Component API Design

guidelines for building shared components

Photo by Daniel McCullough on Unsplash


  • Make the right choices easy
  • Make incorrect choices obvious
  • Provide helpful off-ramps

Make the Correct Choices Easy

Interactions should be first intuitive, then discoverable, and last standardized. *

* Summarized from The Design of Everyday Things by Don Norman

Note: While there is a hierarchy of preference, these qualities are also interdependent. We should design our components to be intuitive and discoverable and standardized.


Shared APIs across common components

Creating shared APIs across components reduces the amount of context needed users to become proficient with the library. While more complex components will have inevitably have more component-specific props, there are ways to consolidate them. For example:

This Accordion component uses a component-specific object to structure its contents.

High-level Accordion Component Example

FeatureList also has its own component-specific object, but it uses the same config prop.

High-level FeatureList Component Example

Lower-level components will have more common props that can be used to modify them. For example:

This is a standard Button using the danger variant to modify its styling.

<Button variant="danger">Cancel Your account</Button>
Button Component Example

Alert also uses the variant prop and danger value.

Alert Component Example

Leveraging existing APIs

We can also leverage familiar, existing APIs to reduce cognitive load. For example:

This AccordionTitle component uses React’s children prop to render child components (as opposed to using a custom content or title prop. This might seem like a minor point, but I've found that as your component library grows, remembering one-off prop names such as title becomes much more challenging.

Accordion Header Component Example

We can also leverage familiar CSS style attributes and HTML attributes to reduce context:

Text and Button Example Component Examples


Note: While there is a preferred hierarchy, each is interdependent. We should incorporate self-disclosure, documentation, and readable source code into our library.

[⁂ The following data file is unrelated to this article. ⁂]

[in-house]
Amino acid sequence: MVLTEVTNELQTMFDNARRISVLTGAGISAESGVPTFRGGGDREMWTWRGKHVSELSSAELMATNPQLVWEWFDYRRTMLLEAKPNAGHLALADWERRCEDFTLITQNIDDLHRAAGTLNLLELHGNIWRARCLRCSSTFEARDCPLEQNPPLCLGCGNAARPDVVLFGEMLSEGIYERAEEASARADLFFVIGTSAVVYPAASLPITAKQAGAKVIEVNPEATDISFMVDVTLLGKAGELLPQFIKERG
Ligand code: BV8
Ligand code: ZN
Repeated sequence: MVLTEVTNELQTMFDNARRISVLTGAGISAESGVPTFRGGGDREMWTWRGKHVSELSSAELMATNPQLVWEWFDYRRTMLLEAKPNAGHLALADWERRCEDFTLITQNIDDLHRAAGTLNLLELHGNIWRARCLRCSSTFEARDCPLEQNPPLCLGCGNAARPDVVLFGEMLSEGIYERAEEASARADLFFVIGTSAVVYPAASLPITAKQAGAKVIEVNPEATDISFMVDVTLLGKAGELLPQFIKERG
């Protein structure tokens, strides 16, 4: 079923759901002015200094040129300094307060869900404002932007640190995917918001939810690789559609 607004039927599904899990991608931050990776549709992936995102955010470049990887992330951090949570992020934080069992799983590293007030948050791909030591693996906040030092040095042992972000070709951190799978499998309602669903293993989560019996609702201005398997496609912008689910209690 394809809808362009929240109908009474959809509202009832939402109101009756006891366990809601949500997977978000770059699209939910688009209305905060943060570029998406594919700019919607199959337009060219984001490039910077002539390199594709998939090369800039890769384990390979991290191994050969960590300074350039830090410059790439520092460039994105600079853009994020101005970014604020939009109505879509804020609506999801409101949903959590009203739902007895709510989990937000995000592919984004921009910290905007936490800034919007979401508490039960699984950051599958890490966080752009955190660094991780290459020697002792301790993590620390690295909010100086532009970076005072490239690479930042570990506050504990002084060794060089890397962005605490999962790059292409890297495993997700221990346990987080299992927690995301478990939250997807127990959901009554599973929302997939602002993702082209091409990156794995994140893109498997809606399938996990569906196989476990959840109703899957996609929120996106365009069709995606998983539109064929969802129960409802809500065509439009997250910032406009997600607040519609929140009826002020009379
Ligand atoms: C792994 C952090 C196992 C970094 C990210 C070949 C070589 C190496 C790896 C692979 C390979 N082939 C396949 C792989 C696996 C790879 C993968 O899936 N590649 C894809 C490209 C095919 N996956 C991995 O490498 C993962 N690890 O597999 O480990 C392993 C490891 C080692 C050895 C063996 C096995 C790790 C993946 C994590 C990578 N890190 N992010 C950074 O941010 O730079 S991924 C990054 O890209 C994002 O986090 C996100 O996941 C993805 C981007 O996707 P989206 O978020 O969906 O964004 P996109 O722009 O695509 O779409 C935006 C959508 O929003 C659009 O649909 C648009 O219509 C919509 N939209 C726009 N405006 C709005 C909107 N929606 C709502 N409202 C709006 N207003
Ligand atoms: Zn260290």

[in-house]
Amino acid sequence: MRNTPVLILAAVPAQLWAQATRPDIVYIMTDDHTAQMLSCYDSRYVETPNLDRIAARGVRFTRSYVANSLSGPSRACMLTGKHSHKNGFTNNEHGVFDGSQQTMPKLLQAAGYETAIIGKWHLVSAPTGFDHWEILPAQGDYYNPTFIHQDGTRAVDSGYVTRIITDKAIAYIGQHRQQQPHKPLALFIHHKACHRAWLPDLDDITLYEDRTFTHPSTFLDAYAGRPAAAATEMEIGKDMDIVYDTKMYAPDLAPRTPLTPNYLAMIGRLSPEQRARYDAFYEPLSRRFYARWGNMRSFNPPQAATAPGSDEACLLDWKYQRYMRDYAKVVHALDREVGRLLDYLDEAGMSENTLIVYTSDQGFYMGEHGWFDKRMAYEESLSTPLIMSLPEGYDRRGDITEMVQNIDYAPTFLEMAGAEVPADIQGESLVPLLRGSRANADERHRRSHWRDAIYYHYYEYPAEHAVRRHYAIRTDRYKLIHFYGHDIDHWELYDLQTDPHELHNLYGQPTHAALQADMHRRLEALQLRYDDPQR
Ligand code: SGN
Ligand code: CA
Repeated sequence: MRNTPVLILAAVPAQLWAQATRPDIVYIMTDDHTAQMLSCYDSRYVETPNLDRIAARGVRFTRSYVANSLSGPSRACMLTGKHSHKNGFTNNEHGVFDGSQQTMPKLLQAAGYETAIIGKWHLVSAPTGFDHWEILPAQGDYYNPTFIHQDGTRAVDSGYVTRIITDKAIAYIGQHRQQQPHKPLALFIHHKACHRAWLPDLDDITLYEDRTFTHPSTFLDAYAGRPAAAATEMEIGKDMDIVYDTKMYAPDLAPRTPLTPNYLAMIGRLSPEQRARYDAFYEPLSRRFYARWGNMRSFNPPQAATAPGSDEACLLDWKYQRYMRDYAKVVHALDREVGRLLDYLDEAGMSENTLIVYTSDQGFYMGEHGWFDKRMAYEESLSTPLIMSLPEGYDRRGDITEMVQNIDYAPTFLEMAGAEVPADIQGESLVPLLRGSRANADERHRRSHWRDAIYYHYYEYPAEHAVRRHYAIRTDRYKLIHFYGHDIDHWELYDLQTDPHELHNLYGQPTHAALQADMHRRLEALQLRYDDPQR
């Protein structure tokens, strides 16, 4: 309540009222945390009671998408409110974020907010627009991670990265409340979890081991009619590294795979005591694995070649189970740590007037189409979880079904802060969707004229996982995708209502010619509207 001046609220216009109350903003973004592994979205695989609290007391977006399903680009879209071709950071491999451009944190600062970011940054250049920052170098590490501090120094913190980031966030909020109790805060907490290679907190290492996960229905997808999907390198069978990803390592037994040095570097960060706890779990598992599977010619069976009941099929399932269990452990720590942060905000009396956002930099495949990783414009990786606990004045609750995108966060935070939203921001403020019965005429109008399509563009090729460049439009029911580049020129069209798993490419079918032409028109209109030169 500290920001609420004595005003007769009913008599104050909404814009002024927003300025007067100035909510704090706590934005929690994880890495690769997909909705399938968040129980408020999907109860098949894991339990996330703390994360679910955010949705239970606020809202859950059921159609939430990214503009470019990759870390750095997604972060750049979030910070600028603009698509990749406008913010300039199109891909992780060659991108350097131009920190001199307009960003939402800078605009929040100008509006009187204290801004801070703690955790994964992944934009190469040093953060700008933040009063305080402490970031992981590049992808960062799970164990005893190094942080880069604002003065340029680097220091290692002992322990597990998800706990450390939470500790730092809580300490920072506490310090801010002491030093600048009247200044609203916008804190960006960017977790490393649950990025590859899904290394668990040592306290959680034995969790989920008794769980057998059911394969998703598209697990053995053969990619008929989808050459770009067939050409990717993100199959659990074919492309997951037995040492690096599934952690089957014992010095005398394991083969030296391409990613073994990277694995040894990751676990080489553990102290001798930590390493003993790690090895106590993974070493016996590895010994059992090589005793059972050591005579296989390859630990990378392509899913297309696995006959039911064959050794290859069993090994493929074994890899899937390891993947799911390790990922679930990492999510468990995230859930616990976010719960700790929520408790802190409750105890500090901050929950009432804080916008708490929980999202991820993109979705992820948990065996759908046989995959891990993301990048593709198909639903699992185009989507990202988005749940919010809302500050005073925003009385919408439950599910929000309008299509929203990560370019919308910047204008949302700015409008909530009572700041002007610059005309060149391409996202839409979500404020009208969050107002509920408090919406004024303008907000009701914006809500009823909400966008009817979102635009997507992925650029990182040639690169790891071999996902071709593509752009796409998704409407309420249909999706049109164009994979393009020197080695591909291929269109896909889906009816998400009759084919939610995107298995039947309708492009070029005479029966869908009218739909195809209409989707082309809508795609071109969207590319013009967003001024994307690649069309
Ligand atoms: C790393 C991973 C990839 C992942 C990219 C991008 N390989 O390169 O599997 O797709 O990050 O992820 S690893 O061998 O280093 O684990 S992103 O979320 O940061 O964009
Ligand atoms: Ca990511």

This is the most preferred option for discoverability. Components self-disclosing or hinting at their API provides guidance in the user’s immediate context. There’s no need to hop into external documentation or source code to figure out how to interact with them.

TypeScript and IDE plugins provide helpful mechanisms that aid self-disclosure. Whenever possible, we should leverage these options first.


Along with self-disclosing component API, we should provide external documentation. Component docs are intended to support direct-users (engineers and designers) They should include information for using the API, but also higher-level information about when to use the component.

Source code

Source code should be a last resort for discoverability. If users are regularly digging into code to understand how to use a component, that’s a flag for poor design. However, these situations do occur, and we should plan for them by optimizing readability. If unintuitive choices had to be made or a temporary patch had to be employed, we should add a comment alongside that code. We should also file an issue for that problem if one does not already exist. Another way to make source code more readable is a standard file structure, which will be discussed in another post.


Make incorrect choices obvious


Consistent styling patterns

Deprecation warnings

Provide helpful off-ramps

If you don’t provide helpful off-ramps, people will make their own.

Handling edge cases

  • Components become rigid and brittle as they support more cases
  • Components become more challenging to maintain and update
  • Component APIs become more opaque to users

Put simply, too many off-ramps create chaotic driving conditions and only increase maintenance costs. But there will always be edge cases we don’t anticipate, and people will always attempt to make their own off-ramps. This isn’t because they are poor drivers or have malicious intent. The road was not designed to accommodate their situation.

How can we design a solution to handle these unanticipated cases?


Composable Accordion Component Example

Clear communication

Thanks for Reading!

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